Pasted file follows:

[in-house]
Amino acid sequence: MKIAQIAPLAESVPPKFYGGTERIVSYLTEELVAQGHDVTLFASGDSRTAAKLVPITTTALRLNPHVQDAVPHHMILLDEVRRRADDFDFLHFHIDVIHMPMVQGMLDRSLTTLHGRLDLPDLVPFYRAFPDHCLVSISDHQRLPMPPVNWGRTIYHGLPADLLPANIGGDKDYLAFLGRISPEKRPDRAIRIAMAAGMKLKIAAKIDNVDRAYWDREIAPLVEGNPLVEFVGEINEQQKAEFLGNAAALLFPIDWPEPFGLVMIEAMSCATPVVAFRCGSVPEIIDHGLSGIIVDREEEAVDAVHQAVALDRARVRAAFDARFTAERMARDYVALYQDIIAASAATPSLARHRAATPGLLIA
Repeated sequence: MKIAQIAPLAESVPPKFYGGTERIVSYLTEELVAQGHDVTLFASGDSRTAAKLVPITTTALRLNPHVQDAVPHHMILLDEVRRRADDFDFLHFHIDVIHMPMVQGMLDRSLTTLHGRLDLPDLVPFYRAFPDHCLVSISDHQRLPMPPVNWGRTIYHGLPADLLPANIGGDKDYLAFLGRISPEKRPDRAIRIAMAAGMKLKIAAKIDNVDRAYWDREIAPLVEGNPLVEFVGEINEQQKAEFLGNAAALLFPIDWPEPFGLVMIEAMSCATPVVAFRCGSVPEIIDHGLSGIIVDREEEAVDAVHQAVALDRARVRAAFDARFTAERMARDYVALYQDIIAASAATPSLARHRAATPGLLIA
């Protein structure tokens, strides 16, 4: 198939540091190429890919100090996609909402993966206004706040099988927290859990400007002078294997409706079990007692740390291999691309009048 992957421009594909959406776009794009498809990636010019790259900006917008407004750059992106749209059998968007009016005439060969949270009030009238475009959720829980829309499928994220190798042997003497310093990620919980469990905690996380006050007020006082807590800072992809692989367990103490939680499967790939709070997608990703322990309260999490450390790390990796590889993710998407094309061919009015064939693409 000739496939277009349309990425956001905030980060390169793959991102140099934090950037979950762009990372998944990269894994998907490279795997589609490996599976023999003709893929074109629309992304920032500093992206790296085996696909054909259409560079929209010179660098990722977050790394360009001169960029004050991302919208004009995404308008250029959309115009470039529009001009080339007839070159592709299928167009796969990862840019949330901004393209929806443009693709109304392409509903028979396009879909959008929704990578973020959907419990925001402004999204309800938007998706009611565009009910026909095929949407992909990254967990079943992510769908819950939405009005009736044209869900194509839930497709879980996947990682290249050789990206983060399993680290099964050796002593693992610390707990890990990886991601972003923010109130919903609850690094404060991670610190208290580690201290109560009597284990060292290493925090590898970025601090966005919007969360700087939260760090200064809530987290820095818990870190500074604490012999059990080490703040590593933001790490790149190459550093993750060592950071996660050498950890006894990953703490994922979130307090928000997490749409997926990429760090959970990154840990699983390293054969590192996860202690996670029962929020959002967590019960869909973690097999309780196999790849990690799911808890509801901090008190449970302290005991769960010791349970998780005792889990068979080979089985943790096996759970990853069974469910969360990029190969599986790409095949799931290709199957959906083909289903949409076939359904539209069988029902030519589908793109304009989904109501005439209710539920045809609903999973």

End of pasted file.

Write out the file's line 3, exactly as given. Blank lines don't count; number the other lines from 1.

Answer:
Repeated sequence: MKIAQIAPLAESVPPKFYGGTERIVSYLTEELVAQGHDVTLFASGDSRTAAKLVPITTTALRLNPHVQDAVPHHMILLDEVRRRADDFDFLHFHIDVIHMPMVQGMLDRSLTTLHGRLDLPDLVPFYRAFPDHCLVSISDHQRLPMPPVNWGRTIYHGLPADLLPANIGGDKDYLAFLGRISPEKRPDRAIRIAMAAGMKLKIAAKIDNVDRAYWDREIAPLVEGNPLVEFVGEINEQQKAEFLGNAAALLFPIDWPEPFGLVMIEAMSCATPVVAFRCGSVPEIIDHGLSGIIVDREEEAVDAVHQAVALDRARVRAAFDARFTAERMARDYVALYQDIIAASAATPSLARHRAATPGLLIA